Palestinians: Israeli occupation must end in 2016
Palestinians: Israeli occupation must end in 2016
EDITH M. LEDERER
Oct. 01, 2014
UNITED NATIONS (AP) — The Palestinians are asking the U.N. Security Council to set a deadline of November 2016 for an Israeli withdrawal from all Palestinian territory occupied since 1967 including East Jerusalem in a new push to achieve independence.
The circulation of the draft resolution to council members follows Palestinian President Mahmoud Abbas' announcement to the U.N. General Assembly last Friday that he would ask the council to set a deadline for a pullout and dictate the ground rules for any talks with Israel.
The draft resolution, obtained Wednesday by The Associated Press, would affirm the Security Council's determination to contribute to attaining a peaceful solution that ends the Israeli occupation "without delay" and fulfills the vision of two states — "an independent, sovereign, democratic, contiguous and viable state of Palestine" living side by side with Israel in peace and security in borders based on those before the 1967 Mideast war.
The draft calls for intensified efforts, including through negotiations, to reach a peaceful settlement of the Israeli-Palestinian conflict and "a just resolution" of the status of Jerusalem as the capital of two states and of the Palestinian refugee problem.
Its key provision calls for "the full withdrawal of Israel, the occupying power, from all of the Palestinian territory occupied since 1967, including East Jerusalem, as rapidly as possible and to be fully completed within a specified timeframe, not to exceed November 2016, and the achievement of the independence and sovereignty of the state of Palestine and the right to self-determination of the Palestinian people."
The Palestinians already have the status of an observer state at the United Nations. But they are likely to face an uphill struggle in the U.N.'s most powerful body where the United States, Israel's closest ally, has veto power and has used it to block many Palestinian-related resolutions.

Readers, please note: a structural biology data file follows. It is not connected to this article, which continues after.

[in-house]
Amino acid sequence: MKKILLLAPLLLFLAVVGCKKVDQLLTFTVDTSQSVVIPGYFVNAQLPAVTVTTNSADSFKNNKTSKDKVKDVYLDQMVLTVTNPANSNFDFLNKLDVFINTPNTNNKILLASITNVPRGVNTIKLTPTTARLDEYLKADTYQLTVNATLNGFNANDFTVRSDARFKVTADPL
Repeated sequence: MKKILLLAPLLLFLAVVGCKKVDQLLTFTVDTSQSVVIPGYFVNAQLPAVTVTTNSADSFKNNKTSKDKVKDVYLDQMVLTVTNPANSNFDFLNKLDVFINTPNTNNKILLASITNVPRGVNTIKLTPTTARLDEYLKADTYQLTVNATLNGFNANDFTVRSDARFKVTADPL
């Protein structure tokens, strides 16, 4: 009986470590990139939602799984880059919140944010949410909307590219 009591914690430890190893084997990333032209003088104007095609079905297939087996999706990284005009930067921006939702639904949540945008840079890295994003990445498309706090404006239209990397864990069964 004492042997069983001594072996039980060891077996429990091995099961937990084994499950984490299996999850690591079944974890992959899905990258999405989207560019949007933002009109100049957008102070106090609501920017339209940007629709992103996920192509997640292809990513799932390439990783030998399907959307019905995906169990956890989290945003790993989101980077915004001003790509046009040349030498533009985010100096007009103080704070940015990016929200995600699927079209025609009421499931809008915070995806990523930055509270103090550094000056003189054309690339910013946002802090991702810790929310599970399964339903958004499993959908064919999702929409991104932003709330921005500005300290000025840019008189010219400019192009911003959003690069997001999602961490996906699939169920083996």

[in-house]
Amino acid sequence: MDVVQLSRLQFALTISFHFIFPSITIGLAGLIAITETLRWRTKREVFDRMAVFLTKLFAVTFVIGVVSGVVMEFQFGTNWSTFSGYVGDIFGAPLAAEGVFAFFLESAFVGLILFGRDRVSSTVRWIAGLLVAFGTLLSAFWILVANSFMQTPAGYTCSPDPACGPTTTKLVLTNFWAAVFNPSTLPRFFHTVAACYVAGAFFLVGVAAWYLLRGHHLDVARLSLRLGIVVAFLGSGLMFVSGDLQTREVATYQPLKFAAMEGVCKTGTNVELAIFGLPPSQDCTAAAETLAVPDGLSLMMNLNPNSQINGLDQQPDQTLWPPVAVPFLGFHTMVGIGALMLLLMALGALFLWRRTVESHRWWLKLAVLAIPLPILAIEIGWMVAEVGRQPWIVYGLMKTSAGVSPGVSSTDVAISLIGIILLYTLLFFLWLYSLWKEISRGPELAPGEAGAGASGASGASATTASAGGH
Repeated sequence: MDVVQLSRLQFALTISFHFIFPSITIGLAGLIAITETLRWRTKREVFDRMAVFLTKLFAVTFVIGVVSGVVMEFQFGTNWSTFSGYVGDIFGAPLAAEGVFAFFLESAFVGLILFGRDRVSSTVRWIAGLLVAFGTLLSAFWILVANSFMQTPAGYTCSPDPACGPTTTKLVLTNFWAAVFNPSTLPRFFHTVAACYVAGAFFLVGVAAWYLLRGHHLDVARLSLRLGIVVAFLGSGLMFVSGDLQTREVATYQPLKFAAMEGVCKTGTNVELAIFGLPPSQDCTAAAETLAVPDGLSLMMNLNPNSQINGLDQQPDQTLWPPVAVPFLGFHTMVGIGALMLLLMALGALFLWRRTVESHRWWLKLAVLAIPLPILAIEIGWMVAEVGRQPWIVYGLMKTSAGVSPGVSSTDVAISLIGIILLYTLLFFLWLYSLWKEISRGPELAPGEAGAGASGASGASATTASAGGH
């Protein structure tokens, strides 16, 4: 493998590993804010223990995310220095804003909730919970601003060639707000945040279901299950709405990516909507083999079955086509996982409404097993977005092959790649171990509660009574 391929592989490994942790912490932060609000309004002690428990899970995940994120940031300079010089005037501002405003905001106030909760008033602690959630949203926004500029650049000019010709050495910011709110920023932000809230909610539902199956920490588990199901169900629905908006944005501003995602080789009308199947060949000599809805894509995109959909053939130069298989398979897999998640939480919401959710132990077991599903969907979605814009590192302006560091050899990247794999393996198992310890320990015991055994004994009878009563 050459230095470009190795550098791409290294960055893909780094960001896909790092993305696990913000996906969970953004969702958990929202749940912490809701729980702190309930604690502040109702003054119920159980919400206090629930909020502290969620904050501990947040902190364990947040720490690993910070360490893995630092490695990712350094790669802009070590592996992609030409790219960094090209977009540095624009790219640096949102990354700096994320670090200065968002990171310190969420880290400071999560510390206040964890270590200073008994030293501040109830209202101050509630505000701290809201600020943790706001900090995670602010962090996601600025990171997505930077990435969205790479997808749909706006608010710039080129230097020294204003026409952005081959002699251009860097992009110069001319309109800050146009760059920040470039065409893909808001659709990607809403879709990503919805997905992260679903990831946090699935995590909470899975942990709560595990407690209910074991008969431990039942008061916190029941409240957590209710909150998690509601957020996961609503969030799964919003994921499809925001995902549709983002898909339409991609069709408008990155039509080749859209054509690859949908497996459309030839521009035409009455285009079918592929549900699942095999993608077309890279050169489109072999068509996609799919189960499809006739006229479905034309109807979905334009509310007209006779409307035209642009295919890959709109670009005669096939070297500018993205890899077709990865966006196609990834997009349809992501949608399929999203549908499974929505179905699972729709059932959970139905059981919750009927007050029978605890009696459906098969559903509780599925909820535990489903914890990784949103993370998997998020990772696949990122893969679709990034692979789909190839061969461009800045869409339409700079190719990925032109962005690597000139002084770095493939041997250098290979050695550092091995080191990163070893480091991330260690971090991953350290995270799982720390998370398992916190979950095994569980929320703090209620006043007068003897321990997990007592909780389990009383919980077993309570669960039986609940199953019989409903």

Abbas told a meeting of the Palestinian leadership in Ramallah on Wednesday evening that the draft was submitted last Friday — the day he spoke — "and we hope to get an answer within a month."
"Of course we are not sure whether the Security Council will agree on it or whether we will get the right number of countries on our side. But whatever will happen, we have something to say. We put it in writing and this is clear. We don't need to repeat it again," he said.
The Palestinian president is in a bind. He has been under pressure at home to devise a new strategy to achieve Palestinian independence. The devastating war in Gaza weakened Abbas, with his Hamas rivals enjoying a surge of popularity among Palestinians.
On the other hand, Abbas has said he is under pressure from the United States not to pursue a resolution with a withdrawal deadline, and Palestinian officials say the U.S. has signaled it will veto the resolution if necessary.
U.S. Ambassador Samantha Power, asked Tuesday about Abbas' call for a deadline, said: "We strongly believe that the only way of a negotiated solution is through negotiations between the two parties."
Israel's U.N. Ambassador Ron Prosor said that by pursuing this draft resolution, "once again, the Palestinians are shooting in all directions, missing the real target."
"Their habit of bypassing negotiations by taking unilateral action and blaming everyone but themselves will only move the region further away from stability," Prosor said in a statement to AP. "It's time for the Palestinians to aim higher and find constructive solutions, instead of avoiding a real dialogue. Only when they start taking responsibility, we will be able to move forward."
The Palestinian quest for Security Council action follows the failure of U.S.-brokered peace talks between Israel and the Palestinians led by Secretary of State John Kerry, and the recent 50-day war between Israel and Hamas, the Palestinian faction that controls the Gaza Strip. More than 2,100 Palestinians were killed in Gaza, the vast majority civilians according to the U.N., while 66 Israeli soldiers and six civilians in Israel were killed.
The draft resolution calls on the parties to consolidate the Aug. 26 cease-fire agreement that ended the Gaza conflict and refrain from provocative actions, incitement and inflammatory rhetoric, especially with regard to East Jerusalem which the Palestinians want as the capital of their independent state.
It calls for the opening of all border crossings in the Gaza Strip and demands an end to all Israeli military operations, settlement activities, and "collective punishment" of Palestinians. It also calls for stepped up humanitarian assistance to Palestinian civilians and calls on U.N. member states to contribute to the urgent reconstruction and economic recovery of the war-battered Gaza Strip.
The draft also calls for deployment of "an international presence" throughout the Palestinian territories to protect Palestinian civilians.
The Palestinians contend that Israel as an occupying power has a responsibility under the Geneva Conventions to protect civilians in time of war and have failed to do so. They have been quietly seeking support for some outside method of protecting Palestinian civilians.
The draft does not provide any details on what kind of "international presence" the Palestinians are seeking.
Associated Press Writer Joe Federman contributed to this report from Jerusalem.